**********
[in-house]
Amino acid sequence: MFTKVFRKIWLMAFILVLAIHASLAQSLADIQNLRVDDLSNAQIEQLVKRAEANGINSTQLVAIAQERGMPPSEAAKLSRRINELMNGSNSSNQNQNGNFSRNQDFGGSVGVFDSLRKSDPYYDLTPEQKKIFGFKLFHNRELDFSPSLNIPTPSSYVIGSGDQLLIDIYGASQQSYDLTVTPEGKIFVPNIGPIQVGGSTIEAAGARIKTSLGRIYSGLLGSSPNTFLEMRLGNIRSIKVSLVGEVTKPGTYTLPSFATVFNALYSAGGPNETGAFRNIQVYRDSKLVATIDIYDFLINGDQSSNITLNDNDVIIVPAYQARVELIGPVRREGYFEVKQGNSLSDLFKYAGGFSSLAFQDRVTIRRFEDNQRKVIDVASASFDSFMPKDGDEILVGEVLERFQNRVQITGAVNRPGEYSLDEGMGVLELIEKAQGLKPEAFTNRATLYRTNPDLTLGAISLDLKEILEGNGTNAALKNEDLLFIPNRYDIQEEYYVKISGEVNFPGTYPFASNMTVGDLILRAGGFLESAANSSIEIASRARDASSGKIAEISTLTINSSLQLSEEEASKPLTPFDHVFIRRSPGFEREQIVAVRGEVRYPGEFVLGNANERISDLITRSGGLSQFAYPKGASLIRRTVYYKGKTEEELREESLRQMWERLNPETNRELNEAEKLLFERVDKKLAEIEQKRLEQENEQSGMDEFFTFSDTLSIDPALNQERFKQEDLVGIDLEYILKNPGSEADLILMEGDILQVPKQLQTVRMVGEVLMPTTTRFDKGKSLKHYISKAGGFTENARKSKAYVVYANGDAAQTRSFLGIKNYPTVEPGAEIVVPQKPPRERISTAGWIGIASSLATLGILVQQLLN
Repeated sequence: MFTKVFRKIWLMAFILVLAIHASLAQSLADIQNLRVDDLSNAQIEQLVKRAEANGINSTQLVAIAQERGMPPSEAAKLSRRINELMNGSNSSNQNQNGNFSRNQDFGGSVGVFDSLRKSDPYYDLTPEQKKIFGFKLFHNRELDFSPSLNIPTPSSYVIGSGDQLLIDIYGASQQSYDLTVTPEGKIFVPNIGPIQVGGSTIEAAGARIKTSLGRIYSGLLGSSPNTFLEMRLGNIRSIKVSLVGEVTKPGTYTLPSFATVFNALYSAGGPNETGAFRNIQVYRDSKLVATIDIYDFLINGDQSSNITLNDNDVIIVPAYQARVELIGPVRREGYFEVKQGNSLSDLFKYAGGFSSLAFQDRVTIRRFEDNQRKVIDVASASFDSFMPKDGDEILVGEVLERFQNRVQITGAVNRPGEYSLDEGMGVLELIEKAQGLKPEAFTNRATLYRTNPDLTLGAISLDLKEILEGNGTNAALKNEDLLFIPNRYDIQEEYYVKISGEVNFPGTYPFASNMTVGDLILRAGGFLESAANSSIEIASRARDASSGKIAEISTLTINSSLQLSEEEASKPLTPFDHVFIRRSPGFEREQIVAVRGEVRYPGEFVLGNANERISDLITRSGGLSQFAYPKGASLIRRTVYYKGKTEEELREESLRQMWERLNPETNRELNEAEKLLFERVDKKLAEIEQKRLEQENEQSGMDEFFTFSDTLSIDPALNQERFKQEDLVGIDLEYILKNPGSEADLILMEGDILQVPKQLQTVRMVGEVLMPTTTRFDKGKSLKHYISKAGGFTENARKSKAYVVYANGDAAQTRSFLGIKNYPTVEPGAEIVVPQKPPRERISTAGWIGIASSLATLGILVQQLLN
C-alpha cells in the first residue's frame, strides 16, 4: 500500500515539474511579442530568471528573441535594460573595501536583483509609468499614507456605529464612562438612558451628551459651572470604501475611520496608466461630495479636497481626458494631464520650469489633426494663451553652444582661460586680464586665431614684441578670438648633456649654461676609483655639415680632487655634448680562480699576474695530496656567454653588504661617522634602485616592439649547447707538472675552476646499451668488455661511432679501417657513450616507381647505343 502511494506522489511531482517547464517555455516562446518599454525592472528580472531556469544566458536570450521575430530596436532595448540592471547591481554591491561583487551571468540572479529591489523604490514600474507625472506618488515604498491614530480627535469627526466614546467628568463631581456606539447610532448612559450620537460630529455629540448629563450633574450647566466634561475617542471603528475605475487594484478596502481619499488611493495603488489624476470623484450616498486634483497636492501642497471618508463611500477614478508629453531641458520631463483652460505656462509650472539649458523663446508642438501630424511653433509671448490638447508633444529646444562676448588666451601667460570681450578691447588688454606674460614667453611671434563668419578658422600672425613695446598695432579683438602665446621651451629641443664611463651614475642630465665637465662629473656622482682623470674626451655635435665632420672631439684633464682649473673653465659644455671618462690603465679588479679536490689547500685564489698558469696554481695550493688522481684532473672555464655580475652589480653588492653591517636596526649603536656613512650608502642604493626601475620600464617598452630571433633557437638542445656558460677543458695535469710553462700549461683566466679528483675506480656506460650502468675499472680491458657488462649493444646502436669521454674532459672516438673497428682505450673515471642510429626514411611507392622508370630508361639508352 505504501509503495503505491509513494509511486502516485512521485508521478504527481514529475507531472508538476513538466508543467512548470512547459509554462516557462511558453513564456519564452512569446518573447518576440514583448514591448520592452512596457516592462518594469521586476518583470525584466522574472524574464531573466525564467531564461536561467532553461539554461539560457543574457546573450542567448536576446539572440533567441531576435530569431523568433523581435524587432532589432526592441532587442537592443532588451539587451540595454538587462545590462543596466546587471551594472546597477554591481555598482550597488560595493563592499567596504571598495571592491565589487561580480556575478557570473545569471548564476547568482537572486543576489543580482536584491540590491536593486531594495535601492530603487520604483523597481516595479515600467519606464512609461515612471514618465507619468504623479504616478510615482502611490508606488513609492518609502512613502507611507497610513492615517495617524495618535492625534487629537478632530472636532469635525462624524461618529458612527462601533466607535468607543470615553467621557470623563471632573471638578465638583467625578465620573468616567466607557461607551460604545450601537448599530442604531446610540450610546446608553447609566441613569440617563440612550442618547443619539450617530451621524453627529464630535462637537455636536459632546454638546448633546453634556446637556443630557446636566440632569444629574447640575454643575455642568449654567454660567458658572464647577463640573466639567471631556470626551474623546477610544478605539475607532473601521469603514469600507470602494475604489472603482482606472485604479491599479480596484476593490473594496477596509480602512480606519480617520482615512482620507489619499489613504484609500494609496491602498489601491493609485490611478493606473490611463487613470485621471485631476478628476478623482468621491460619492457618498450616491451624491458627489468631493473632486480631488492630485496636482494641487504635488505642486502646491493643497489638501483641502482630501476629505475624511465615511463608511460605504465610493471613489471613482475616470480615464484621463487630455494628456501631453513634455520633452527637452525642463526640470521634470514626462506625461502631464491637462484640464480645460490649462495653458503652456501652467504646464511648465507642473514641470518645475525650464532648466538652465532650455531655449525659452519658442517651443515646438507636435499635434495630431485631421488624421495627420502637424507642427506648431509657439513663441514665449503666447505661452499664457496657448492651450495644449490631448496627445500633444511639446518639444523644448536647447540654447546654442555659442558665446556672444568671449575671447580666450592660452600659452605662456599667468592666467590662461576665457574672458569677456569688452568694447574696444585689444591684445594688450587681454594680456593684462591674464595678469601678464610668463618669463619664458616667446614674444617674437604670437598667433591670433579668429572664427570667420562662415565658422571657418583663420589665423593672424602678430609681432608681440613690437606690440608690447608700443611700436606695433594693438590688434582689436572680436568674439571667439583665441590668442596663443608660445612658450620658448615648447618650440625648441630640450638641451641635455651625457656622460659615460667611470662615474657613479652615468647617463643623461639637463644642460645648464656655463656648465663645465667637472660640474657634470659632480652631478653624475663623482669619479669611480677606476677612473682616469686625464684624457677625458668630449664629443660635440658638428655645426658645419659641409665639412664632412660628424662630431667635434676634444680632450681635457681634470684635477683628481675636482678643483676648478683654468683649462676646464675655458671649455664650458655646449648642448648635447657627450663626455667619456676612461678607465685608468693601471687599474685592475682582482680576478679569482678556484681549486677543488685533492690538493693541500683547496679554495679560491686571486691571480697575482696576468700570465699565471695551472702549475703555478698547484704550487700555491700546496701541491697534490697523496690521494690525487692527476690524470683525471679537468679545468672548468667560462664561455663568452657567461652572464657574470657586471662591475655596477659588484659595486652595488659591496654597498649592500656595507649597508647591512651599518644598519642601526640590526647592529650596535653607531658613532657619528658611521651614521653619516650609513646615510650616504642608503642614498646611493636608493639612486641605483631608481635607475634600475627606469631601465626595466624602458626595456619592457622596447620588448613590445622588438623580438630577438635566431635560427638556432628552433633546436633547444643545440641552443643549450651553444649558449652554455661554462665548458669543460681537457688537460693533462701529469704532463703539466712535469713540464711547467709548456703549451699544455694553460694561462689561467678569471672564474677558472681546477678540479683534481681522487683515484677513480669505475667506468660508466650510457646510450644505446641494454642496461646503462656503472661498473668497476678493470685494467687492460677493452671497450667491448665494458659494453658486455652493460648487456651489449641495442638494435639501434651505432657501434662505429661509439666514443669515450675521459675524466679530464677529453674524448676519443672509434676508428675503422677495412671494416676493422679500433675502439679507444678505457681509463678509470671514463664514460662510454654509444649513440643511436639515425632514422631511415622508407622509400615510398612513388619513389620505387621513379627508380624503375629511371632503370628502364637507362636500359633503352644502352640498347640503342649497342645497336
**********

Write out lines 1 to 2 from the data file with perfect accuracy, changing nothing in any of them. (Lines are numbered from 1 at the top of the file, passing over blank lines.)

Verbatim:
[in-house]
Amino acid sequence: MFTKVFRKIWLMAFILVLAIHASLAQSLADIQNLRVDDLSNAQIEQLVKRAEANGINSTQLVAIAQERGMPPSEAAKLSRRINELMNGSNSSNQNQNGNFSRNQDFGGSVGVFDSLRKSDPYYDLTPEQKKIFGFKLFHNRELDFSPSLNIPTPSSYVIGSGDQLLIDIYGASQQSYDLTVTPEGKIFVPNIGPIQVGGSTIEAAGARIKTSLGRIYSGLLGSSPNTFLEMRLGNIRSIKVSLVGEVTKPGTYTLPSFATVFNALYSAGGPNETGAFRNIQVYRDSKLVATIDIYDFLINGDQSSNITLNDNDVIIVPAYQARVELIGPVRREGYFEVKQGNSLSDLFKYAGGFSSLAFQDRVTIRRFEDNQRKVIDVASASFDSFMPKDGDEILVGEVLERFQNRVQITGAVNRPGEYSLDEGMGVLELIEKAQGLKPEAFTNRATLYRTNPDLTLGAISLDLKEILEGNGTNAALKNEDLLFIPNRYDIQEEYYVKISGEVNFPGTYPFASNMTVGDLILRAGGFLESAANSSIEIASRARDASSGKIAEISTLTINSSLQLSEEEASKPLTPFDHVFIRRSPGFEREQIVAVRGEVRYPGEFVLGNANERISDLITRSGGLSQFAYPKGASLIRRTVYYKGKTEEELREESLRQMWERLNPETNRELNEAEKLLFERVDKKLAEIEQKRLEQENEQSGMDEFFTFSDTLSIDPALNQERFKQEDLVGIDLEYILKNPGSEADLILMEGDILQVPKQLQTVRMVGEVLMPTTTRFDKGKSLKHYISKAGGFTENARKSKAYVVYANGDAAQTRSFLGIKNYPTVEPGAEIVVPQKPPRERISTAGWIGIASSLATLGILVQQLLN